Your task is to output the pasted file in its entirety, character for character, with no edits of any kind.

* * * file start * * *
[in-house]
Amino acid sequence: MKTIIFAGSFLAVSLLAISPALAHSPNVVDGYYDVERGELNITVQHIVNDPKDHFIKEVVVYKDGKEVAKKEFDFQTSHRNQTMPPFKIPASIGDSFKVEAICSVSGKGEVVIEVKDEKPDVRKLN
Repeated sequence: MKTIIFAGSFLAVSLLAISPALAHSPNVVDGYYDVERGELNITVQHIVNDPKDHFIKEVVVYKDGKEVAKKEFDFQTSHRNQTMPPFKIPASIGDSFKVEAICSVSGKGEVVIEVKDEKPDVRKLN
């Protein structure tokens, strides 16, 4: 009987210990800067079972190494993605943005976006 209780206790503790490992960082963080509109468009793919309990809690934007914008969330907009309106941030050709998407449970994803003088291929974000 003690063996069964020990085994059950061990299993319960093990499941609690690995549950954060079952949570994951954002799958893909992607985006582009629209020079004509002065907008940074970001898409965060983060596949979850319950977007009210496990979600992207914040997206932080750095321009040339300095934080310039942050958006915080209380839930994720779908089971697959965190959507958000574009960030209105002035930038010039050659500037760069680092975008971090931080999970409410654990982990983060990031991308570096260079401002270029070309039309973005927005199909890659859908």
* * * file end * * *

[in-house]
Amino acid sequence: MKTIIFAGSFLAVSLLAISPALAHSPNVVDGYYDVERGELNITVQHIVNDPKDHFIKEVVVYKDGKEVAKKEFDFQTSHRNQTMPPFKIPASIGDSFKVEAICSVSGKGEVVIEVKDEKPDVRKLN
Repeated sequence: MKTIIFAGSFLAVSLLAISPALAHSPNVVDGYYDVERGELNITVQHIVNDPKDHFIKEVVVYKDGKEVAKKEFDFQTSHRNQTMPPFKIPASIGDSFKVEAICSVSGKGEVVIEVKDEKPDVRKLN
């Protein structure tokens, strides 16, 4: 009987210990800067079972190494993605943005976006 209780206790503790490992960082963080509109468009793919309990809690934007914008969330907009309106941030050709998407449970994803003088291929974000 003690063996069964020990085994059950061990299993319960093990499941609690690995549950954060079952949570994951954002799958893909992607985006582009629209020079004509002065907008940074970001898409965060983060596949979850319950977007009210496990979600992207914040997206932080750095321009040339300095934080310039942050958006915080209380839930994720779908089971697959965190959507958000574009960030209105002035930038010039050659500037760069680092975008971090931080999970409410654990982990983060990031991308570096260079401002270029070309039309973005927005199909890659859908």